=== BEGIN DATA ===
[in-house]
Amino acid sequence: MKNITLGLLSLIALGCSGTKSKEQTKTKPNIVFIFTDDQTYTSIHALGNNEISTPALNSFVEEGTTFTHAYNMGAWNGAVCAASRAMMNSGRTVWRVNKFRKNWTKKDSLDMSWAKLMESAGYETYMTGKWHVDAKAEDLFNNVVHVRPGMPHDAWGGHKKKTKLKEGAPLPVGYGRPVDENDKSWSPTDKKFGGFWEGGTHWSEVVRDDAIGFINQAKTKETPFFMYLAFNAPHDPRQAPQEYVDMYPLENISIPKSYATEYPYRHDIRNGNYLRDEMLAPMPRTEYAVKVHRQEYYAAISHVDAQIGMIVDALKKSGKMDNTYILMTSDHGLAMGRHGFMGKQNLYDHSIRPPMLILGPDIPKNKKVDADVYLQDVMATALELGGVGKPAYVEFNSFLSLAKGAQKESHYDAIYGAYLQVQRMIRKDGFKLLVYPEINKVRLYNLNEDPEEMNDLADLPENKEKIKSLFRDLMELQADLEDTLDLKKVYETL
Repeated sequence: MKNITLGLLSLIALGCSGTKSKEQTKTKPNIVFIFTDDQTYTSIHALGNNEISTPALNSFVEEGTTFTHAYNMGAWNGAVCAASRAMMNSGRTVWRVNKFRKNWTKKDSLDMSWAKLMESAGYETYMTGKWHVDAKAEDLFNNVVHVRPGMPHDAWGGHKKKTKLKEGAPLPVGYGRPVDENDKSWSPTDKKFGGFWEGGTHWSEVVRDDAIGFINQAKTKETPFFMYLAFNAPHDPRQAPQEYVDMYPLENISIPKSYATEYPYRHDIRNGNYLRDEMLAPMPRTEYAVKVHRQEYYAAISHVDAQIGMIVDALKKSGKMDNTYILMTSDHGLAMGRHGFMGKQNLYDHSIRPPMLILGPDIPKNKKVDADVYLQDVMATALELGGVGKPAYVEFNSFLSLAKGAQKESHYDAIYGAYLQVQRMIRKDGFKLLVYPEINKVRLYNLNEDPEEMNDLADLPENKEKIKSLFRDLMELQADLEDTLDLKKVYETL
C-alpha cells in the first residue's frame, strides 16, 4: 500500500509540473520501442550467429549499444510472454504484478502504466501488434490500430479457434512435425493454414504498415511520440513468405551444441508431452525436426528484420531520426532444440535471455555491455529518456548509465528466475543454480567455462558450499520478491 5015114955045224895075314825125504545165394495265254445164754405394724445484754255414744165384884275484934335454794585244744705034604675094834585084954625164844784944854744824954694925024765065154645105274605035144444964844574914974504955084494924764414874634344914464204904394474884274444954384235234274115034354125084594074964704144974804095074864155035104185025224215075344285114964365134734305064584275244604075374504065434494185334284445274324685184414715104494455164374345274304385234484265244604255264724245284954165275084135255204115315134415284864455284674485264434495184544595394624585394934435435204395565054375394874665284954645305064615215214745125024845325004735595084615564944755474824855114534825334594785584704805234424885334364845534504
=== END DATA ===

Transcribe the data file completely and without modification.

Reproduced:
[in-house]
Amino acid sequence: MKNITLGLLSLIALGCSGTKSKEQTKTKPNIVFIFTDDQTYTSIHALGNNEISTPALNSFVEEGTTFTHAYNMGAWNGAVCAASRAMMNSGRTVWRVNKFRKNWTKKDSLDMSWAKLMESAGYETYMTGKWHVDAKAEDLFNNVVHVRPGMPHDAWGGHKKKTKLKEGAPLPVGYGRPVDENDKSWSPTDKKFGGFWEGGTHWSEVVRDDAIGFINQAKTKETPFFMYLAFNAPHDPRQAPQEYVDMYPLENISIPKSYATEYPYRHDIRNGNYLRDEMLAPMPRTEYAVKVHRQEYYAAISHVDAQIGMIVDALKKSGKMDNTYILMTSDHGLAMGRHGFMGKQNLYDHSIRPPMLILGPDIPKNKKVDADVYLQDVMATALELGGVGKPAYVEFNSFLSLAKGAQKESHYDAIYGAYLQVQRMIRKDGFKLLVYPEINKVRLYNLNEDPEEMNDLADLPENKEKIKSLFRDLMELQADLEDTLDLKKVYETL
Repeated sequence: MKNITLGLLSLIALGCSGTKSKEQTKTKPNIVFIFTDDQTYTSIHALGNNEISTPALNSFVEEGTTFTHAYNMGAWNGAVCAASRAMMNSGRTVWRVNKFRKNWTKKDSLDMSWAKLMESAGYETYMTGKWHVDAKAEDLFNNVVHVRPGMPHDAWGGHKKKTKLKEGAPLPVGYGRPVDENDKSWSPTDKKFGGFWEGGTHWSEVVRDDAIGFINQAKTKETPFFMYLAFNAPHDPRQAPQEYVDMYPLENISIPKSYATEYPYRHDIRNGNYLRDEMLAPMPRTEYAVKVHRQEYYAAISHVDAQIGMIVDALKKSGKMDNTYILMTSDHGLAMGRHGFMGKQNLYDHSIRPPMLILGPDIPKNKKVDADVYLQDVMATALELGGVGKPAYVEFNSFLSLAKGAQKESHYDAIYGAYLQVQRMIRKDGFKLLVYPEINKVRLYNLNEDPEEMNDLADLPENKEKIKSLFRDLMELQADLEDTLDLKKVYETL
C-alpha cells in the first residue's frame, strides 16, 4: 500500500509540473520501442550467429549499444510472454504484478502504466501488434490500430479457434512435425493454414504498415511520440513468405551444441508431452525436426528484420531520426532444440535471455555491455529518456548509465528466475543454480567455462558450499520478491 5015114955045224895075314825125504545165394495265254445164754405394724445484754255414744165384884275484934335454794585244744705034604675094834585084954625164844784944854744824954694925024765065154645105274605035144444964844574914974504955084494924764414874634344914464204904394474884274444954384235234274115034354125084594074964704144974804095074864155035104185025224215075344285114964365134734305064584275244604075374504065434494185334284445274324685184414715104494455164374345274304385234484265244604255264724245284954165275084135255204115315134415284864455284674485264434495184544595394624585394934435435204395565054375394874665284954645305064615215214745125024845325004735595084615564944755474824855114534825334594785584704805234424885334364845534504